Tug owners and offshore support vessel (OSV) owners working in the Middle East will be expected to use data analytics to cut fuel consumption for the next round of term contracts
Owners are not yet expected to use internet-of things (IoT) and data processing to save fuel costs, but this will be required within two years in the Middle East.
These are the expectations from national oil companies and engineering, procurement, installation and construction (EPIC) contractors in the Middle East.
McDermott director for marine operations in the Middle East and North Africa Doug Korth said fuel efficiency will be essential to win future support contracts.
McDermott constructs and installs offshore production facilities for national oil companies and operates derrick lay barges in the Middle East. His group contracts in a fleet of up to 150 tugs and OSVs to support projects for Saudi Aramco in Saudi Arabia and for energy companies in Qatar.
“Fuel efficiency is becoming part of our services... we are starting to look for support vessel owners that will look at the fuel efficiency. It will be a significant factor in this region,” said Mr Korth at the Seatrade Offshore Marine & Workboats Middle East conference in Dubai, United Arab Emirates.
“In Qatar we have to pay for the fuel as part of our delivery model,” he explained. “In Saudi Arabia, Aramco will pay for the fuel, but in the new contract packages, Aramco said it will not supply the fuel.”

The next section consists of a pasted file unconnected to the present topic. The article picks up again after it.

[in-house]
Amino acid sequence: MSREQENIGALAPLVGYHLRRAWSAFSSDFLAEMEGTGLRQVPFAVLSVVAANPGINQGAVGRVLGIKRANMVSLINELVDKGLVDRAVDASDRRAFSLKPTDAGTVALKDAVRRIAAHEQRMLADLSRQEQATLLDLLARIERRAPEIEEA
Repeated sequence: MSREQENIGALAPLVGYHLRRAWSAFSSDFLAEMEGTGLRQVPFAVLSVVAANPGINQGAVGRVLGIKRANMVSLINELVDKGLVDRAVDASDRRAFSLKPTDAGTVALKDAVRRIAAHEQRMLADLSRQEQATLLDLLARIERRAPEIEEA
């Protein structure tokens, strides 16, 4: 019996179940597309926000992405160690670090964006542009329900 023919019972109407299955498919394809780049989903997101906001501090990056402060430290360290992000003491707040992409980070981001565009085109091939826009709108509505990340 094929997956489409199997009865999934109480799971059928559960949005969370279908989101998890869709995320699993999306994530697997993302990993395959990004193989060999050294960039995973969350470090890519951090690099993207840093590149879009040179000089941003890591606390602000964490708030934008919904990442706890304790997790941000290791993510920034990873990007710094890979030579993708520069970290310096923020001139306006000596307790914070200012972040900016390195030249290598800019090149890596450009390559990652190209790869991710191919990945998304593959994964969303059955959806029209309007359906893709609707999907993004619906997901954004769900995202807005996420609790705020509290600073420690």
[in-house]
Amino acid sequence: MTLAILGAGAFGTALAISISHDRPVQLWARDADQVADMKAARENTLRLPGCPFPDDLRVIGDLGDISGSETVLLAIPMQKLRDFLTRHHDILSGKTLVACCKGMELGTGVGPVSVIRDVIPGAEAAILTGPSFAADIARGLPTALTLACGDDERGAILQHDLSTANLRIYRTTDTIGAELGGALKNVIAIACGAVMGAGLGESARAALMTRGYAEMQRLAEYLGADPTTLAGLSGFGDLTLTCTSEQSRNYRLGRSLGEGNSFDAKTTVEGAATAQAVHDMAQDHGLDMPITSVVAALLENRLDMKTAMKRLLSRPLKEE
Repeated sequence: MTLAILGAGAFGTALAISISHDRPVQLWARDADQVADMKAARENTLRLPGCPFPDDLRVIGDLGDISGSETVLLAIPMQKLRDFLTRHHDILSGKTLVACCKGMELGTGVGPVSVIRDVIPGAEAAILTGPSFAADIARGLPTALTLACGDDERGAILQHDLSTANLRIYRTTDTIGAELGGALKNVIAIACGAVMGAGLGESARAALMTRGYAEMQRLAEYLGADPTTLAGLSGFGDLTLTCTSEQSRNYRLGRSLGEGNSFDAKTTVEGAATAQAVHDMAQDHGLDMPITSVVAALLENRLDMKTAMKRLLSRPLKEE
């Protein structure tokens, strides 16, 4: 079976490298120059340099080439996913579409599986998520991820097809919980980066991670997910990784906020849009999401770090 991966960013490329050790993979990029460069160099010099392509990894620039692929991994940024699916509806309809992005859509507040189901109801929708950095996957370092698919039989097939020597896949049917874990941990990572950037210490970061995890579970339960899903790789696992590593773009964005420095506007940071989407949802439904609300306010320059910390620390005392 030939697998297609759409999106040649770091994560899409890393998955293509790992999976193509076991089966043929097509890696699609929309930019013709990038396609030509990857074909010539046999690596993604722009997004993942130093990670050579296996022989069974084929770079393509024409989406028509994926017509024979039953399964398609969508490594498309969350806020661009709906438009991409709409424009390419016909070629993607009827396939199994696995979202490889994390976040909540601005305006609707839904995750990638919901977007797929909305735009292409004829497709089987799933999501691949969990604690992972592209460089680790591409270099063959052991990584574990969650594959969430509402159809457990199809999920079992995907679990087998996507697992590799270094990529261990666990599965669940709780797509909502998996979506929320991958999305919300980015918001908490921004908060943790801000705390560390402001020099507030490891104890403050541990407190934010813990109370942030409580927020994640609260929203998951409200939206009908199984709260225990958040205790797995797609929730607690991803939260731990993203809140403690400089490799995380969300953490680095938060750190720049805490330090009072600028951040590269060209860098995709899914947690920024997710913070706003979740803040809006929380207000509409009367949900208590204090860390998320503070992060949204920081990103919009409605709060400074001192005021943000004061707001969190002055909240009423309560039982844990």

This changes the dynamics for EPIC contractors in the region and thus their requirements for tug and OSV owners.
McDermott uses tugs to tow barges of material from supply bases to offshore project areas. It also uses anchor handling tugs and multicat workboats to position anchors to its pipelay barges and construction units.
Mr Korth thinks owners can become fuel efficient by monitoring and processing consumption data. “For fuel efficiency, the only answer is technology implementation to keep the costs down,” he said. He also wants tug and OSV owners to consider monitoring vessel performance.
“Predictive maintenance can extend the period between overhaul of machinery and improves vessel uptime,” said Mr Korth. “Performance data means owners can find the inefficiencies, then produce procedures and training to make vessels more efficient. Weather data is also important.”
In another session at the conference, delegates were introduced to technologies for reducing fuel consumption and improving vessel efficiencies from Helm Operations, Onboard, Schottel, MAN Energy Solutions and Royston.
After listening to these presentations, Topaz Energy & Marine head of information technology Kris Vedat said challenges to fuel optimisation include processing big data volumes and transferring data from vessels to shore.
“We are seeing 20 GB of data coming from ships per day and more will be coming,” said Mr Vedat. “We need better communications to get the data off the vessels.”
Demand for more fuel efficiency drives owners to invest in IoT on vessels as a replacement to daily reports. “Noon reports become redundant with big data,” said Mr Vedat. “Ultimately, it becomes almost real-time reporting. Fuel efficiency then becomes about throttling down and reducing speed and route optimisation,” he concluded.
Fuel optimisation will be a key topic for discussion at Riviera Maritime Media’s series of Optimised Ship Forums, the next one is on 1 October in Hamburg, Germany